P is for Perichoresis

Perichoresis is the most beautiful and elegant picture of the Christian godhead that many Christians may be completly unaware of.P-Perichoresis

The easiest way to break down the word is:

  • Peri – as in perimeter
  • Choresis – as in choreograph (from the Greek word to ‘give away’ or ‘make room’)

It is the dance of the godhead. The picture is of movement and inter-relatedness. It is the constant exchange of moving around the edge – always providing space in the center. The concept is also known as cicumincession or interpenetration.

Circumincession: The theological concept, also referred to as perichoresis, affirming that the divine *essence is shared by each of the three persons of the *Trinity in a manner that avoids blurring the distinctions among them. By extension, this idea suggests that any essential characteristic that belongs to one of the three is shared by the others. Circumincession also affirms that the action of one of the persons of the Trinity is also fully the action of the other two persons.

Pocket Dictionary of Theological Terms (Kindle Locations 254-256). Kindle Edition.

In the gospels God points to Jesus and says “this is son in whom I am well pleased”. Jesus says “I do only that which I see the father doing”. The spirit anoints Jesus and empowers him to point people to God. Jesus leaves and sends/is replaced by the presence of Holy Spirit. This Paraclete leads into all truth and reminds us of what Jesus said (John 14:26).

Admittedly, talk about the Trinity gets complicated quickly. This is why so much contention surrounded the early churches’ councils and creeds. The filioque clause caused a schism between Easter and Western branches of the church in the 11th century.

Modern arguments abound regarding the hierarchy of Father-Son-Spirit. Contemporary conflicts multiply about the gendered language of trinitarian thought and moving toward formulations such as Creator-Redeemer-Comforter.

In fact, the list of early century heresies and modern attempts to revive or reformulate theories about the Trinity can make ones head spin. It takes upper level philosophy and vocabulary to explain how 3 can be 1 or how a monotheistic religion has 3 persons in the godhead. It gets even more complicated when one has to explain exactly what happened on the cross and where exactly ‘god’ was.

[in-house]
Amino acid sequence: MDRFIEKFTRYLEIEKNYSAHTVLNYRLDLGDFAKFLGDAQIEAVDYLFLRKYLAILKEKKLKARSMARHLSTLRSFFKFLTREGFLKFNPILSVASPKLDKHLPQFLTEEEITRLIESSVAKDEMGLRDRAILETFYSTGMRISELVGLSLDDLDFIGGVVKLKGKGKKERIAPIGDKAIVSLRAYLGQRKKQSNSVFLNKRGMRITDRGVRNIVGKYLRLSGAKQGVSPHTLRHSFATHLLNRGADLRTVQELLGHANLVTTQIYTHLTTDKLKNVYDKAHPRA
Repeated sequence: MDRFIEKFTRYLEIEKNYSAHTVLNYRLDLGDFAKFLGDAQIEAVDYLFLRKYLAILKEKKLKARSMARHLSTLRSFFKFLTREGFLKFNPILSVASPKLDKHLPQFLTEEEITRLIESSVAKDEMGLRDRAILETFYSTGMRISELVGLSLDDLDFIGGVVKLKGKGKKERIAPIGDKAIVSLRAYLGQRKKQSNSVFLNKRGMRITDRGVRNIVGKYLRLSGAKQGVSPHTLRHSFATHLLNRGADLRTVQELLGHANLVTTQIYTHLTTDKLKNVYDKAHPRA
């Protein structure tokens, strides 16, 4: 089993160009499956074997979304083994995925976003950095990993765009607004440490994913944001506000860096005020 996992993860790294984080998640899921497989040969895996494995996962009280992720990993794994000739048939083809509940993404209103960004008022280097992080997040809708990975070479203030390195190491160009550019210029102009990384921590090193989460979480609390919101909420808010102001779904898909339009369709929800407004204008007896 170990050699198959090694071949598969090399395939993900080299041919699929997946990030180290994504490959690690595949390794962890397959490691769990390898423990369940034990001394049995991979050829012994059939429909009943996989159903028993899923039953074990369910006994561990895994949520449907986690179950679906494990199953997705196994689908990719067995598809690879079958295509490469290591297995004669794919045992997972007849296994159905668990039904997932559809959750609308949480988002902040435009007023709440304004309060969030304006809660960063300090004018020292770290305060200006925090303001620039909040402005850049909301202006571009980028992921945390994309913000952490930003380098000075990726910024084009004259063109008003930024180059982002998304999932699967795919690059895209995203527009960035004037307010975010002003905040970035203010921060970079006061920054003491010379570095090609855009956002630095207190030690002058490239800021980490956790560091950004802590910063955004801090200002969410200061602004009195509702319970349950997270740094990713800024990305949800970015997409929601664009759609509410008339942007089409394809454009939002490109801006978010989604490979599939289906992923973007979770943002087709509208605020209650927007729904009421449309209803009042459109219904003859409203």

It can be done but it is sticky and messy to say the least.

Then there is the whole matter of the ‘economic’ trinity and the ‘ontological’ trinity. That is for another time. Suffice to say that examination and exploration of trinitarian theories are deep.

One sure thing is that we have a beautiful legacy in this perichoretic picture of the inner-life and dance of god from the 3rd century.


Artwork for the series provided by Jesse Turri

* another complicated distinction many may not know is that when speaking of the Trinity use of the phrase ‘person’ does not , in any way, conotate the modern/contemporary understudying of personhood. God is not a person in that sense. Theologians use it as a ‘super-category’ – almost like a place holder that they know needs to be defined, clarified and expanded later. 


O is for Open & Relational

One of the most vibrant developments in Christian theology has happened in the past 50 years. The conversation is diverse and includes everyone from Process friendly Mainliners to Vatican II Catholics, from Emergent types to progressive Evangelicals – and plenty of others.O-OpenRelational

These diverse perspectives come under a canopy called “Open and Relational Theologies”. The name itself is instructive and helpful in this case. Here is the easiest way to think about the name:

  • Open addresses the nature of the future.
  • Relational addresses the nature of power.

The Open crew often hale from more evangelical camps who question the common held belief (in their circles) that the future is determined. Questions of human free will, God’s intervention and nature of certainty when interpreting things like biblical prophecy, salvation, and world history.
The Relational crew is more concerned with assumptions of God’s character and power and thus question common held beliefs about things like omnipotence and intervention. This camp looks at world history and says, ‘We know how God’s activity has been framed and thought of in the past but is that really how the world works?’ Challenges to the other famous ‘O’ words are seriously undertaken: omnipotence, omniscience, omnipresence.